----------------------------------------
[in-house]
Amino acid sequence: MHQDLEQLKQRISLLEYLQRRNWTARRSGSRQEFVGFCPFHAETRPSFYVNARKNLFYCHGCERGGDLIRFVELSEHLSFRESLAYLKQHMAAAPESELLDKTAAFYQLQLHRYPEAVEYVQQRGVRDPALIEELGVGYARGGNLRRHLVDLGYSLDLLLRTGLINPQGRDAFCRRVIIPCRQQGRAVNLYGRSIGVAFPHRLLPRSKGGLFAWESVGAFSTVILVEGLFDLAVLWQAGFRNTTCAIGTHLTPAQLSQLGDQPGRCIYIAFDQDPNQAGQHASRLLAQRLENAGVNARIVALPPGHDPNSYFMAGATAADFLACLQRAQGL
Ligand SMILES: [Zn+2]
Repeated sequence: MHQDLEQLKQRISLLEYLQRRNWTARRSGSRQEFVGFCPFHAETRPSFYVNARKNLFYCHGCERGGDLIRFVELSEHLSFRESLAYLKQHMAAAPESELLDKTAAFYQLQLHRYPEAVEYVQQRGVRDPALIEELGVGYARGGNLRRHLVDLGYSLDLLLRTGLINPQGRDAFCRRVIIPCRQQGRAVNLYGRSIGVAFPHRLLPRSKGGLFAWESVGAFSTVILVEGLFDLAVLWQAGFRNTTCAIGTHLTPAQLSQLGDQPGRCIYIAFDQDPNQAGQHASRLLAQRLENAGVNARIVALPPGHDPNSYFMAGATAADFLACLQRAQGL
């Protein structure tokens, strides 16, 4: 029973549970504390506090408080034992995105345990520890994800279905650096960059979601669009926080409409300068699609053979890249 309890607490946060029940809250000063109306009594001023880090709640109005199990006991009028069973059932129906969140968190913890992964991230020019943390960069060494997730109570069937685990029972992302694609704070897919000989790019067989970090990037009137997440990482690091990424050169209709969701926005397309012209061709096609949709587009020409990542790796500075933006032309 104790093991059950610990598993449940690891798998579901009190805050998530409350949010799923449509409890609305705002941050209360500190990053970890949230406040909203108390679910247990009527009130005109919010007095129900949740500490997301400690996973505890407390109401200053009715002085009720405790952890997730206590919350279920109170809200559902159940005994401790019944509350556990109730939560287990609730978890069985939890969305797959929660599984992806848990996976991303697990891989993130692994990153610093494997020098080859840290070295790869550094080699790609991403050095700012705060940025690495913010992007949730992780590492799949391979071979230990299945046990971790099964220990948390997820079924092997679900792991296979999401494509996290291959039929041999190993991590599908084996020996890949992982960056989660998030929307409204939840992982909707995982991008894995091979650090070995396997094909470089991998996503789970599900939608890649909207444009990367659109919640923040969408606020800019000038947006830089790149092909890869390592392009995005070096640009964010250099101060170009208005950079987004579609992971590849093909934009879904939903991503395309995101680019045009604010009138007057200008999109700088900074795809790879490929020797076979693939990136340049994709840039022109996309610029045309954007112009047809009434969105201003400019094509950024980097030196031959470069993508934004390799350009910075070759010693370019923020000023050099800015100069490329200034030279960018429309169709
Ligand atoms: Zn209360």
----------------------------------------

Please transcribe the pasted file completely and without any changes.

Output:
[in-house]
Amino acid sequence: MHQDLEQLKQRISLLEYLQRRNWTARRSGSRQEFVGFCPFHAETRPSFYVNARKNLFYCHGCERGGDLIRFVELSEHLSFRESLAYLKQHMAAAPESELLDKTAAFYQLQLHRYPEAVEYVQQRGVRDPALIEELGVGYARGGNLRRHLVDLGYSLDLLLRTGLINPQGRDAFCRRVIIPCRQQGRAVNLYGRSIGVAFPHRLLPRSKGGLFAWESVGAFSTVILVEGLFDLAVLWQAGFRNTTCAIGTHLTPAQLSQLGDQPGRCIYIAFDQDPNQAGQHASRLLAQRLENAGVNARIVALPPGHDPNSYFMAGATAADFLACLQRAQGL
Ligand SMILES: [Zn+2]
Repeated sequence: MHQDLEQLKQRISLLEYLQRRNWTARRSGSRQEFVGFCPFHAETRPSFYVNARKNLFYCHGCERGGDLIRFVELSEHLSFRESLAYLKQHMAAAPESELLDKTAAFYQLQLHRYPEAVEYVQQRGVRDPALIEELGVGYARGGNLRRHLVDLGYSLDLLLRTGLINPQGRDAFCRRVIIPCRQQGRAVNLYGRSIGVAFPHRLLPRSKGGLFAWESVGAFSTVILVEGLFDLAVLWQAGFRNTTCAIGTHLTPAQLSQLGDQPGRCIYIAFDQDPNQAGQHASRLLAQRLENAGVNARIVALPPGHDPNSYFMAGATAADFLACLQRAQGL
């Protein structure tokens, strides 16, 4: 029973549970504390506090408080034992995105345990520890994800279905650096960059979601669009926080409409300068699609053979890249 309890607490946060029940809250000063109306009594001023880090709640109005199990006991009028069973059932129906969140968190913890992964991230020019943390960069060494997730109570069937685990029972992302694609704070897919000989790019067989970090990037009137997440990482690091990424050169209709969701926005397309012209061709096609949709587009020409990542790796500075933006032309 104790093991059950610990598993449940690891798998579901009190805050998530409350949010799923449509409890609305705002941050209360500190990053970890949230406040909203108390679910247990009527009130005109919010007095129900949740500490997301400690996973505890407390109401200053009715002085009720405790952890997730206590919350279920109170809200559902159940005994401790019944509350556990109730939560287990609730978890069985939890969305797959929660599984992806848990996976991303697990891989993130692994990153610093494997020098080859840290070295790869550094080699790609991403050095700012705060940025690495913010992007949730992780590492799949391979071979230990299945046990971790099964220990948390997820079924092997679900792991296979999401494509996290291959039929041999190993991590599908084996020996890949992982960056989660998030929307409204939840992982909707995982991008894995091979650090070995396997094909470089991998996503789970599900939608890649909207444009990367659109919640923040969408606020800019000038947006830089790149092909890869390592392009995005070096640009964010250099101060170009208005950079987004579609992971590849093909934009879904939903991503395309995101680019045009604010009138007057200008999109700088900074795809790879490929020797076979693939990136340049994709840039022109996309610029045309954007112009047809009434969105201003400019094509950024980097030196031959470069993508934004390799350009910075070759010693370019923020000023050099800015100069490329200034030279960018429309169709
Ligand atoms: Zn209360």